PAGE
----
The question remains: Is there any continuity between the singing of a new song in the ancient past and our singing of a new song today? In short, how might we faithfully respond when we hear the opening invitation of Psalm 96 addressed directly to us? To be sure, there may be musical implications — that is, maybe we will not resist singing those new hymns. But, as suggested above, there is so much more to consider. Given the same old persistent, pervasive, deadly realities in our world — things like hunger, poverty, racial injustice, ecological degradation, militarism — will we identify where God is at work, willing and doing “new things”? Or, to employ more directly the language of Psalm 96, will we “tell of . . . [God’s] salvation from day to day” (v. 2)? Let me paraphrase that imperative: “Share the good news of God’s life-giving power every day.” As James L. Mays observes of Psalm 96, it “has a definite evangelical cast.”1
To be evangelists in the midst of a culture dominated by the dynamics of death will certainly mean to expose and name idolatry, as the psalmist does (v. 5) — idols of greed, racism, militarism, and misguided nationalism, all of which work to privilege some people at the expense of others (which, according to Psalm 82:1-2, is exactly what “the gods” were doing). In this regard, it is to be emphasized that the praise invited in Psalm 96 is to come from “all the earth” (see this phrase is vv. 1, 9, forming an envelope-structure for the lection). Note too the invitation in v. 7 that is addressed to “families of the peoples” (see Psalm 29:1-2). In short, God wills that the whole world be set right!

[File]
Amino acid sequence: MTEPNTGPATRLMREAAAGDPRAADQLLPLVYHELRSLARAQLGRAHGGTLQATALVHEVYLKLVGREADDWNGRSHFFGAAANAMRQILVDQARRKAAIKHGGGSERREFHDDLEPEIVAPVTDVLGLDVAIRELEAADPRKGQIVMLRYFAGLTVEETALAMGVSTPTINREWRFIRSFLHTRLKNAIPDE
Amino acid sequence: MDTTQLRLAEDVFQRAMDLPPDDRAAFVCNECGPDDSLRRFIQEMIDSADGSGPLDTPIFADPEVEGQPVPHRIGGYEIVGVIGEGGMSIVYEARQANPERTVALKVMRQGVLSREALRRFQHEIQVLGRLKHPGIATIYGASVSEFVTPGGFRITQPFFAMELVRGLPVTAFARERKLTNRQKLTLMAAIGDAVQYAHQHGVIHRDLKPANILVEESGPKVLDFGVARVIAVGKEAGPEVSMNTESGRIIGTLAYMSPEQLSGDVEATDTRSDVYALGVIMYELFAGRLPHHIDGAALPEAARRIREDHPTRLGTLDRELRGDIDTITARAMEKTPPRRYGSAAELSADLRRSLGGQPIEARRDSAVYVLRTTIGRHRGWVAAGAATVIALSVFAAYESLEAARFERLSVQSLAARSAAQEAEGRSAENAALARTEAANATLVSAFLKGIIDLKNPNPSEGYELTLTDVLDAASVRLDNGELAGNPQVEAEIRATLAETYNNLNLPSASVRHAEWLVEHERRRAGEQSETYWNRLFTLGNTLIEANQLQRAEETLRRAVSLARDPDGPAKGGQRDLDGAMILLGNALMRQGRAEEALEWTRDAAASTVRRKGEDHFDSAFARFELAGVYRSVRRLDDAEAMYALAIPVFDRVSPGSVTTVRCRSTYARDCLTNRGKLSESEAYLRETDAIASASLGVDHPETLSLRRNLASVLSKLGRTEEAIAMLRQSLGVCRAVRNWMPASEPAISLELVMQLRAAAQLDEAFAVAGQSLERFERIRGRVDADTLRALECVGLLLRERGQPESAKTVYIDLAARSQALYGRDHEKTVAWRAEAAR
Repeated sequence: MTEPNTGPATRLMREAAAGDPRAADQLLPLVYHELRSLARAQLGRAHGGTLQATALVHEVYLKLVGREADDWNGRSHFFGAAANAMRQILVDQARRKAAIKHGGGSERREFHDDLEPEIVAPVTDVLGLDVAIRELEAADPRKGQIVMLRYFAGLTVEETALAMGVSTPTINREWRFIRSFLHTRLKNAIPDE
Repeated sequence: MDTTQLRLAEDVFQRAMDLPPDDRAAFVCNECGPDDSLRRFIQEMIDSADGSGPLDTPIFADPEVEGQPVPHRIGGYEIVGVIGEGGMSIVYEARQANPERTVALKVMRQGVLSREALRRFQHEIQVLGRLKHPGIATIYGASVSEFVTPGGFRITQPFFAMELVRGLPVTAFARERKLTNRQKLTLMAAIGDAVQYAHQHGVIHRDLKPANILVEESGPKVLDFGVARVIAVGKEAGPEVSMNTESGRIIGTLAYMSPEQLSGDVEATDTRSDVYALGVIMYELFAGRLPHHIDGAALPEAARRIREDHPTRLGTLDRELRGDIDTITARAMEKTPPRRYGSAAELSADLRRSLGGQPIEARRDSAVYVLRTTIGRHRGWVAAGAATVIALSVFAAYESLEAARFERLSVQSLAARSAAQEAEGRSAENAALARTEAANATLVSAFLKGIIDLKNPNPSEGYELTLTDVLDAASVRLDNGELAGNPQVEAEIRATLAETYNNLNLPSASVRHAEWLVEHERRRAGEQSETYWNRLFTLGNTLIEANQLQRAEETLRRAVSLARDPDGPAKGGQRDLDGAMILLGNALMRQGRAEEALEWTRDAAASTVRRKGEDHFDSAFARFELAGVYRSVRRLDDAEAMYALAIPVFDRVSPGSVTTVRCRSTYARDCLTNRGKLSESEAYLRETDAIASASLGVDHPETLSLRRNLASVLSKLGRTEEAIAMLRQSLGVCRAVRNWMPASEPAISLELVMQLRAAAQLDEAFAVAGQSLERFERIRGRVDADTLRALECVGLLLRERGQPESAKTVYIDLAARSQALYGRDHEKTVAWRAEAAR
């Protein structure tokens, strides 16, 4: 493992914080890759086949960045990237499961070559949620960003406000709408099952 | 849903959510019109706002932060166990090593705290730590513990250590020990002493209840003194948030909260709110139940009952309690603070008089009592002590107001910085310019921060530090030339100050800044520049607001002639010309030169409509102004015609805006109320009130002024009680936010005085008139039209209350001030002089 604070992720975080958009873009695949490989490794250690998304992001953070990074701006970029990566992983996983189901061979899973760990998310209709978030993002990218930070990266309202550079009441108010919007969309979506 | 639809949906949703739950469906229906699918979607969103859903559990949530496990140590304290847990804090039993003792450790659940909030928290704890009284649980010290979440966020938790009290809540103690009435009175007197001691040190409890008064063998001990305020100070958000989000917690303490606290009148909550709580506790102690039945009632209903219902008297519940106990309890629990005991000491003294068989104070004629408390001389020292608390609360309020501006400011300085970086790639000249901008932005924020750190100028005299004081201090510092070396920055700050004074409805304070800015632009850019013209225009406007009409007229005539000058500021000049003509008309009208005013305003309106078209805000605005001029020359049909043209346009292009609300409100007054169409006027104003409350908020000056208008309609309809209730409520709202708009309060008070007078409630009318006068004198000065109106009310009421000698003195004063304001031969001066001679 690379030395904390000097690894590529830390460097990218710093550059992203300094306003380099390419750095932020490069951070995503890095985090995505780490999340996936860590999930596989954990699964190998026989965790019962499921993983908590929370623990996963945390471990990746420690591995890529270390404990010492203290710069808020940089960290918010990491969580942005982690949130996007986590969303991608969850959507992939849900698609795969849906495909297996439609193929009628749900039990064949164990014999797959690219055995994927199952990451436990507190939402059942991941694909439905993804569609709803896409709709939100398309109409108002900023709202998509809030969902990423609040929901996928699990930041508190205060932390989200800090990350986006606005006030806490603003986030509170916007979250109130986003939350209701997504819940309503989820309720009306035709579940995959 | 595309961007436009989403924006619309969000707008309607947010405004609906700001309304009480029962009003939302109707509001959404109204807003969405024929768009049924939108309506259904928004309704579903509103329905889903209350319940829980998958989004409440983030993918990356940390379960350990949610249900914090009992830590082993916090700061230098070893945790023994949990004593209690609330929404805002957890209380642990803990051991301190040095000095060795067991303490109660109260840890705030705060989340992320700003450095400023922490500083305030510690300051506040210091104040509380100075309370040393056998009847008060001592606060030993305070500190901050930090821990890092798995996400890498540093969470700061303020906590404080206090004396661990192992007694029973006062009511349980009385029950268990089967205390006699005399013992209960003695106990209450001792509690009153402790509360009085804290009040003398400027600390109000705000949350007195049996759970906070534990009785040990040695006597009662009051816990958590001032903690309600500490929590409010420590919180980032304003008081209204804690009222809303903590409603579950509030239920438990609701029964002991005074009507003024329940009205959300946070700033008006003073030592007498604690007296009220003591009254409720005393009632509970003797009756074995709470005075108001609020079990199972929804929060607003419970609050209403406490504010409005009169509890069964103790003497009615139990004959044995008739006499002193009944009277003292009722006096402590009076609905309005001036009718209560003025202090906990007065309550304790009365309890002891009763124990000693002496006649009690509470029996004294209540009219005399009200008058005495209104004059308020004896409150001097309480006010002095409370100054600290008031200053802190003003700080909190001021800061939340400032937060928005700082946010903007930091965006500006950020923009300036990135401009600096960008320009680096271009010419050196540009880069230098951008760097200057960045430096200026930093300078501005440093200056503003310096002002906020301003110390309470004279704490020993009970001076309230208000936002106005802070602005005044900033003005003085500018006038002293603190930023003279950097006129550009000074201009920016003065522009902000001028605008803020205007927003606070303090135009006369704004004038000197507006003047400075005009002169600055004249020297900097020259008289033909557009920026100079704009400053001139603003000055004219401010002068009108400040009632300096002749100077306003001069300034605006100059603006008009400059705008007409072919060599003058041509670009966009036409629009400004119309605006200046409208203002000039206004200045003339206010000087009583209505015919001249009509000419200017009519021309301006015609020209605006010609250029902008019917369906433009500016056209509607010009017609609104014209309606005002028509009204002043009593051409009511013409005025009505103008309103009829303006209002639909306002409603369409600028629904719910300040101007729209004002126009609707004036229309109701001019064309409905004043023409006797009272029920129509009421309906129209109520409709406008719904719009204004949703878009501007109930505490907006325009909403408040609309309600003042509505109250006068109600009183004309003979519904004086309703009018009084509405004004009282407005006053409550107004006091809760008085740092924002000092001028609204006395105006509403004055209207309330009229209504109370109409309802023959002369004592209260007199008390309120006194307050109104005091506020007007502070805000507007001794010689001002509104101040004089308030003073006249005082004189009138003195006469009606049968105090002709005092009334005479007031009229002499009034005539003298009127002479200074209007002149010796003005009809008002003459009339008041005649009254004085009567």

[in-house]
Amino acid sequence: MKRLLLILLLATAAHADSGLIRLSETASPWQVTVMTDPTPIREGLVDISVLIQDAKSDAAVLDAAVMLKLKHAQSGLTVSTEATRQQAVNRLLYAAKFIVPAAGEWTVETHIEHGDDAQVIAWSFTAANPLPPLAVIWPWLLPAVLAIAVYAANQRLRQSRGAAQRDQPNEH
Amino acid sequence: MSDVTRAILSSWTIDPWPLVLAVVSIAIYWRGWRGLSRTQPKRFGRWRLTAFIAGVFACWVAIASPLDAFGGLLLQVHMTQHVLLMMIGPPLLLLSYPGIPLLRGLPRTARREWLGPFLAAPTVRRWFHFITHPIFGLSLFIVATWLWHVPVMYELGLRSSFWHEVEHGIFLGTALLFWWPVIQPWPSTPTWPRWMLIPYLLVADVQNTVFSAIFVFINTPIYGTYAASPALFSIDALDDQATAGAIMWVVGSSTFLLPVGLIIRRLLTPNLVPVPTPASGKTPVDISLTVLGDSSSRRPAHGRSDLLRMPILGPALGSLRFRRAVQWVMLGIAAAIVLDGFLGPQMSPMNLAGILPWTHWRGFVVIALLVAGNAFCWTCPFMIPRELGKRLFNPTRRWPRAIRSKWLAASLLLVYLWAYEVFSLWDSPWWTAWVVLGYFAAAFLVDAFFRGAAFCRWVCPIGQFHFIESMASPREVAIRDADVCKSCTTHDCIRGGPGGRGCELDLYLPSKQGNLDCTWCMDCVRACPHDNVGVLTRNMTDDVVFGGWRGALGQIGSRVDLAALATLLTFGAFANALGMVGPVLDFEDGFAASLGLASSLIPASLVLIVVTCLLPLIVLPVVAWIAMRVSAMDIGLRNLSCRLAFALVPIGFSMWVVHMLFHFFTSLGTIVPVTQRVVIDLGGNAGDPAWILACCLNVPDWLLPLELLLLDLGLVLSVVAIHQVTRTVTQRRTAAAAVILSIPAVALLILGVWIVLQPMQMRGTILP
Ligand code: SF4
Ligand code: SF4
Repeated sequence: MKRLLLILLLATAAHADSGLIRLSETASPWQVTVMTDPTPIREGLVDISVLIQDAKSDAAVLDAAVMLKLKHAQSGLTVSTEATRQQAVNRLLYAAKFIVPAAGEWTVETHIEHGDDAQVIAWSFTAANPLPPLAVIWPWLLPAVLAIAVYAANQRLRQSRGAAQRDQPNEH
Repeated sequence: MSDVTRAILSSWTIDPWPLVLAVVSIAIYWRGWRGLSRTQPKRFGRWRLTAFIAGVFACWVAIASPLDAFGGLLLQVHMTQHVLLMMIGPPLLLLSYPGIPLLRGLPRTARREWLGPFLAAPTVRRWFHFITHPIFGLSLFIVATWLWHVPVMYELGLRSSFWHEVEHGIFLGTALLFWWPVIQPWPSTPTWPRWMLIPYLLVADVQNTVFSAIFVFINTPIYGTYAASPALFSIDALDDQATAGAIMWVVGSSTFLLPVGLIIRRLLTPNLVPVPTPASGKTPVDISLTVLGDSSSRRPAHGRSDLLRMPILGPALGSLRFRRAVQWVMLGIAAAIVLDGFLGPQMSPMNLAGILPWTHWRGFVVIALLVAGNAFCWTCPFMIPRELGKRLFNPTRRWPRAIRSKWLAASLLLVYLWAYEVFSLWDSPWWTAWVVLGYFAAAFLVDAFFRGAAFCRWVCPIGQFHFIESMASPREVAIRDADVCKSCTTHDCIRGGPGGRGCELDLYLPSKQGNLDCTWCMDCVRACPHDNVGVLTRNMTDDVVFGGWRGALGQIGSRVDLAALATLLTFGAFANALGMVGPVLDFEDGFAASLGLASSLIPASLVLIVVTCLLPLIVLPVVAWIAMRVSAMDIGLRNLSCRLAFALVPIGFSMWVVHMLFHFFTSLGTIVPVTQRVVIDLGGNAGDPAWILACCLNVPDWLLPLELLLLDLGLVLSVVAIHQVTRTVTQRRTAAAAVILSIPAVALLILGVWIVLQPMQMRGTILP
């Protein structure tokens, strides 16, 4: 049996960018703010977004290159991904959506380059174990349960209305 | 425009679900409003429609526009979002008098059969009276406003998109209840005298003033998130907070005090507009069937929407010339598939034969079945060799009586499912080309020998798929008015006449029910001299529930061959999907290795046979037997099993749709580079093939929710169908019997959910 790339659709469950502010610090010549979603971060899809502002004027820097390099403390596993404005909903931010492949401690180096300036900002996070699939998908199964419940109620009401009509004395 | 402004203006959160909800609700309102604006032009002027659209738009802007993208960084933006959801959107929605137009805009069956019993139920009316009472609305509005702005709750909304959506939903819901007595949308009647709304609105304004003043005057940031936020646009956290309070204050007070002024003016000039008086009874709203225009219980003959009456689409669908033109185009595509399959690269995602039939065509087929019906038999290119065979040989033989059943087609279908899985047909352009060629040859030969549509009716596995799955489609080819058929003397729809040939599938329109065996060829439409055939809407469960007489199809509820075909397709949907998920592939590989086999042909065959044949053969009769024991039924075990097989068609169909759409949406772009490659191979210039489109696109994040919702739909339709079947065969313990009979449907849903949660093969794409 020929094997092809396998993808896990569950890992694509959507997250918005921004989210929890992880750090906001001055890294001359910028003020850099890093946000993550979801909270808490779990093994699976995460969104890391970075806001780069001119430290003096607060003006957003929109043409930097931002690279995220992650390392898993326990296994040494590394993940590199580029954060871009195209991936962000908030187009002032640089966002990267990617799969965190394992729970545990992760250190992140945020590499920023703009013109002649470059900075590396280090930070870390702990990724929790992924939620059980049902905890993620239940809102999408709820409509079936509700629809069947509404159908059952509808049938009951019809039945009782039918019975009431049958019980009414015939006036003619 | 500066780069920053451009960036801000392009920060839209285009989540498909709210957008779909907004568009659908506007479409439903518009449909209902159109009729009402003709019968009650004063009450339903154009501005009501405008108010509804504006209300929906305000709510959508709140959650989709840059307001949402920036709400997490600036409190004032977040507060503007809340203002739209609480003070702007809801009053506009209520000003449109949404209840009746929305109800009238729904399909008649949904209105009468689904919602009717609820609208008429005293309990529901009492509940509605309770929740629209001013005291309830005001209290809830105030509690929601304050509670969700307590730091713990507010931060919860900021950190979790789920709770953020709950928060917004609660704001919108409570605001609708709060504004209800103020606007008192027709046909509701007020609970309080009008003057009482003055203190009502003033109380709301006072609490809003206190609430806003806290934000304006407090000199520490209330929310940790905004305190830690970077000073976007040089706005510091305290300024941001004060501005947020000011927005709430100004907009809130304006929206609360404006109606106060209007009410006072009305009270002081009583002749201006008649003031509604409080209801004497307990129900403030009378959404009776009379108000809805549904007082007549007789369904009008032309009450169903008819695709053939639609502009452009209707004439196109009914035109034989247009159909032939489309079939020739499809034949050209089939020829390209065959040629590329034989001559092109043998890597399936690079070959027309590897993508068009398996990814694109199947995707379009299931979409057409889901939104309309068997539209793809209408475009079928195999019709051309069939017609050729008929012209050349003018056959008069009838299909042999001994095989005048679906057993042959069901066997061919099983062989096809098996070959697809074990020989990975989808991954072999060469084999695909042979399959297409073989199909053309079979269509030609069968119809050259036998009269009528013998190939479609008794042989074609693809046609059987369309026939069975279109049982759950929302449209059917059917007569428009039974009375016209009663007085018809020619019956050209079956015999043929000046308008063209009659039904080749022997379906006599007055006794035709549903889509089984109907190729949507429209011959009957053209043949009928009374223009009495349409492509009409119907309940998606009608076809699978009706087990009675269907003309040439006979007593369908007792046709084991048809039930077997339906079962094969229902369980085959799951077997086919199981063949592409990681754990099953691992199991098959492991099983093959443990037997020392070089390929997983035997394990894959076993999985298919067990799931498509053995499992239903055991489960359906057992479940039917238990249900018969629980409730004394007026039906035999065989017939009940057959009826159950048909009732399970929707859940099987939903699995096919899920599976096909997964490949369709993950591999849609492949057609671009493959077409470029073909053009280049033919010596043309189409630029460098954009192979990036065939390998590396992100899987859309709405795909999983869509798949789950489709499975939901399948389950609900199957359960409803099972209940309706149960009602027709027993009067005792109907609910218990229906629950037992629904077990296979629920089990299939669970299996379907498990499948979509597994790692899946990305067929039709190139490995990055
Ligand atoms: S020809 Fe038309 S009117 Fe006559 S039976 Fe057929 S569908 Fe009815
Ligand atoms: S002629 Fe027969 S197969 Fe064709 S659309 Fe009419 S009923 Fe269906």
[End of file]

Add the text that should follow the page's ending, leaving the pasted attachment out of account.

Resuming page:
And appropriately, this is exactly what God is depicted as doing in Psalm 96:10-13. God “is coming to establish justice on earth. He will establish justice in the world with righteousness” (v. 13, my translation; see also CEB). And appropriately too, God’s work of setting the whole world right is greeted joyfully and enthusiastically by a world-encompassing community of praise — “the heavens … the earth … the sea … the field … all the trees of the forest” (vv. 11-12). By the way, God’s “coming” is not to be understood as a future event, but rather as an already occurring reality (since the Hebrew verb can be read either as an active participle or as perfect form).
Because God is in the world, working to set things right in “all the earth,” we sing a new song. And the singing of a new song energizes us to join God at God’s work in the world. The final time that the Psalter invites the singing of “a new song” is Psalm 149:1. As the Psalter nears its conclusion, it affirms that God’s people (see “the faithful” in vv. 1, 5, and “all his faithful ones” in v. 9) have been called to work among “the nations” and “the peoples,” in order “to do the justice that is written” (v. 9, my translation). Ultimately, then and now, the singing of a new song situates God’s people in an expansive community of praise (Psalm 96:1, 7, 11-12), and it involves God’s people in God’s ongoing work of setting the world right!
1 James L. Mays, Psalms (Interpretation; Louisville: John Knox Press, 1994), 308.